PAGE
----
That's simply terrifying and positively dystopian. Do people really think that possessing a book or a text or a video means the owner is enslaved by it or even agrees with its messages?
As Jack Shafer pointed out in Politico, the New Zealand media also decided to censor their coverage of the shooting and its aftermath.
Representatives of Radio New Zealand, TVNZ, Mediaworks, Stuff and the owner of the New Zealand Herald signed a pact agreeing to limit their news coverage of Brenton Tarrant, the man charged in the March 15 Christchurch massacre of 50 worshipers at two mosques. Following the guidelines, the news organizations vow to limit coverage of statements "that actively champion white supremacist or terrorist ideology," avoid quoting the accused killer's "manifesto," and suppress any "message, imagery, symbols" or hand signs like a Nazi salute made by the accused or his supporters in support of white supremacy. "Where the inclusion of such signals in any images is unavoidable, the relevant parts of the image shall be pixelated," the guidelines add.
This sort of response makes me think of Stetson Kennedy, who infiltrated the Ku Klux Klan in the 1940s and revealed just how banal and childish many of their rituals, titles, and activities were in his 1954 blockbuster I Rode with the Ku Klux Klan. The level of ridicule he brought to bear on the Klan helped destroy its credibility and power. Something similar happened to Scientology when its secret documents were made public via the internet in the early 1990s and I'd argue that exposure and engagement helped to deflate the alt-right bubble of a few years ago. As long as Milo Yiannopoulis or Richard Spencer were prevented from speaking, they could at least seem potentially threatening. Once they actually had to say what they believed, they disappeared in a whiff of smoke. On a pragmatic level, the idea that hiding details and suppressing information about extremists will reduce their power seems wrong.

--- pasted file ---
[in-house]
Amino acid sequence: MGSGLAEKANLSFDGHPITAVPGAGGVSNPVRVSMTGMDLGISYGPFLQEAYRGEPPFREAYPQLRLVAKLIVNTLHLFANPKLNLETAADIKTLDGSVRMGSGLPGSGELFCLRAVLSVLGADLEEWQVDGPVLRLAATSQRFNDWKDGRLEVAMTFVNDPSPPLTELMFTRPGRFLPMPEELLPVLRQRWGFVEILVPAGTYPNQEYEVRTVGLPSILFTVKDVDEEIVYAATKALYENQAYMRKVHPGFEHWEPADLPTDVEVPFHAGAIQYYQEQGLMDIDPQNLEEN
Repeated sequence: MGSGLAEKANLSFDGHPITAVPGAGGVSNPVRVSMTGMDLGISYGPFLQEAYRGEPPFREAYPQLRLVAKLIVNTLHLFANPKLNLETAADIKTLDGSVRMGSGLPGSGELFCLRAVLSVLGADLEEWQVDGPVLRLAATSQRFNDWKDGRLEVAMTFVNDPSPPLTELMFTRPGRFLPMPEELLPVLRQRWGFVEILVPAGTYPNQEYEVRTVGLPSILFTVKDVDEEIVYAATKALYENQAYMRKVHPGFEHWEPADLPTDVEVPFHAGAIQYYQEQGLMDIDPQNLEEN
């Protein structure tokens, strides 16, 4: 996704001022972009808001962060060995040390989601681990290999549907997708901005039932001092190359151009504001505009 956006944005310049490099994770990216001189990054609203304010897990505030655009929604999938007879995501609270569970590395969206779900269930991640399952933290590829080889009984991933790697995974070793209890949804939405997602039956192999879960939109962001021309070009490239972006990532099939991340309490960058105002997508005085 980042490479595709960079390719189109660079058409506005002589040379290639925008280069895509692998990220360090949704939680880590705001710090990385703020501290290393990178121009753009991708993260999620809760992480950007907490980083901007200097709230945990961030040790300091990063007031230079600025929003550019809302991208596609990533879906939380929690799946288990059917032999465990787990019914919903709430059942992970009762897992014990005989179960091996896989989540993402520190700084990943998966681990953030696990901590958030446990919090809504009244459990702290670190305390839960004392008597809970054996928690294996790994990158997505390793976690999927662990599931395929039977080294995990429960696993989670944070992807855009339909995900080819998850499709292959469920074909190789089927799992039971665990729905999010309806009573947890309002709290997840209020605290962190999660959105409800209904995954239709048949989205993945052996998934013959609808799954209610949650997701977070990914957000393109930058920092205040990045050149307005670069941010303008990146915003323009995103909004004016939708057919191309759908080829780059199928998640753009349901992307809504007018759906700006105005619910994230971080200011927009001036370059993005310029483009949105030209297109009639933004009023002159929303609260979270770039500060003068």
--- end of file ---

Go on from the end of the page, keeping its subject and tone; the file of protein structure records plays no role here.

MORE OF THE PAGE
More fundamentally, though, it should be deeply worrying to anyone who believes in free expression that governments and corporations are openly working together to decide what is and is not acceptable speech. Does anyone really trust the wisdom and sagacity of Twitter's Jack Dorsey or Facebook's Mark Zuckerberg—much less President Donald Trump or the leaders of Singapore (ranked 151st out of 181 countries for press freedom by Reporters Without Borders)—when it comes to defining good speech?
Between threatened crackdowns by Republicans and Democrats and European Union bureaucrats and cave-ins by tech giants trying to preserve market positions, the era of the open internet is almost certainly over. But that's no reason to go gentle into that good night and allow free speech to be snuffed out like a candle, sacrificed in the name of fighting "online extremism." We need to rebuild a consensus and a culture that answers bad speech with more and better speech, not voluntary "bans" and fear that our neighbors are too easily gulled into hatred and violence.